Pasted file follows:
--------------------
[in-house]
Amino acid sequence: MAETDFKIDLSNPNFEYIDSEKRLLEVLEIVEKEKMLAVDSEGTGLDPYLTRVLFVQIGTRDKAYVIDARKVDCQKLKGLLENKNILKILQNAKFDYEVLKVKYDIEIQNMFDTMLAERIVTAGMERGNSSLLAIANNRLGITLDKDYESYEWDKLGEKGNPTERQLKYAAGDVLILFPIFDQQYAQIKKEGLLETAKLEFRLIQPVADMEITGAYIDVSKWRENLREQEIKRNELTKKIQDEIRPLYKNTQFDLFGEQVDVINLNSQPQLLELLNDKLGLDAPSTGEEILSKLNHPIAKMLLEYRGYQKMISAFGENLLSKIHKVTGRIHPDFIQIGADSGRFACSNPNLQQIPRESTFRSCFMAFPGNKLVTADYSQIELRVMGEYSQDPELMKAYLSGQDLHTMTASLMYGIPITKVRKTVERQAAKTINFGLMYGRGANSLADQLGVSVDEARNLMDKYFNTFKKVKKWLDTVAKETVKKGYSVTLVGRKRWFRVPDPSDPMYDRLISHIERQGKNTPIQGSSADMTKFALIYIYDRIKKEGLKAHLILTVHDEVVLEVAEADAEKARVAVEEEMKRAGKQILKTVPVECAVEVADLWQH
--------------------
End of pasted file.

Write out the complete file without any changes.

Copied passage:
[in-house]
Amino acid sequence: MAETDFKIDLSNPNFEYIDSEKRLLEVLEIVEKEKMLAVDSEGTGLDPYLTRVLFVQIGTRDKAYVIDARKVDCQKLKGLLENKNILKILQNAKFDYEVLKVKYDIEIQNMFDTMLAERIVTAGMERGNSSLLAIANNRLGITLDKDYESYEWDKLGEKGNPTERQLKYAAGDVLILFPIFDQQYAQIKKEGLLETAKLEFRLIQPVADMEITGAYIDVSKWRENLREQEIKRNELTKKIQDEIRPLYKNTQFDLFGEQVDVINLNSQPQLLELLNDKLGLDAPSTGEEILSKLNHPIAKMLLEYRGYQKMISAFGENLLSKIHKVTGRIHPDFIQIGADSGRFACSNPNLQQIPRESTFRSCFMAFPGNKLVTADYSQIELRVMGEYSQDPELMKAYLSGQDLHTMTASLMYGIPITKVRKTVERQAAKTINFGLMYGRGANSLADQLGVSVDEARNLMDKYFNTFKKVKKWLDTVAKETVKKGYSVTLVGRKRWFRVPDPSDPMYDRLISHIERQGKNTPIQGSSADMTKFALIYIYDRIKKEGLKAHLILTVHDEVVLEVAEADAEKARVAVEEEMKRAGKQILKTVPVECAVEVADLWQH